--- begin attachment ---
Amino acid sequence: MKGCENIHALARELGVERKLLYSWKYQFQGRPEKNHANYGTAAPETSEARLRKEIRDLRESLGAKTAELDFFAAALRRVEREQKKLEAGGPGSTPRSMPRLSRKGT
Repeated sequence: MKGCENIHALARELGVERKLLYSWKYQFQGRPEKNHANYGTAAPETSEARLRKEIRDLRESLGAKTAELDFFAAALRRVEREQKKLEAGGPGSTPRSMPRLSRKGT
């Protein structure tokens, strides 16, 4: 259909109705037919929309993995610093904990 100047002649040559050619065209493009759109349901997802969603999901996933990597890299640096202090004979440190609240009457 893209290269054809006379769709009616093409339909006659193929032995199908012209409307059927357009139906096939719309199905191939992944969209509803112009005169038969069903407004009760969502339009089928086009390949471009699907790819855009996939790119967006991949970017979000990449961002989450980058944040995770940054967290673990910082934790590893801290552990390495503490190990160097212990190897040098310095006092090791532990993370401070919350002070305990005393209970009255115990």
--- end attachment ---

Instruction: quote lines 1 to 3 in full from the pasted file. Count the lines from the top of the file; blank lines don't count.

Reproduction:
Amino acid sequence: MKGCENIHALARELGVERKLLYSWKYQFQGRPEKNHANYGTAAPETSEARLRKEIRDLRESLGAKTAELDFFAAALRRVEREQKKLEAGGPGSTPRSMPRLSRKGT
Repeated sequence: MKGCENIHALARELGVERKLLYSWKYQFQGRPEKNHANYGTAAPETSEARLRKEIRDLRESLGAKTAELDFFAAALRRVEREQKKLEAGGPGSTPRSMPRLSRKGT
């Protein structure tokens, strides 16, 4: 259909109705037919929309993995610093904990 100047002649040559050619065209493009759109349901997802969603999901996933990597890299640096202090004979440190609240009457 893209290269054809006379769709009616093409339909006659193929032995199908012209409307059927357009139906096939719309199905191939992944969209509803112009005169038969069903407004009760969502339009089928086009390949471009699907790819855009996939790119967006991949970017979000990449961002989450980058944040995770940054967290673990910082934790590893801290552990390495503490190990160097212990190897040098310095006092090791532990993370401070919350002070305990005393209970009255115990």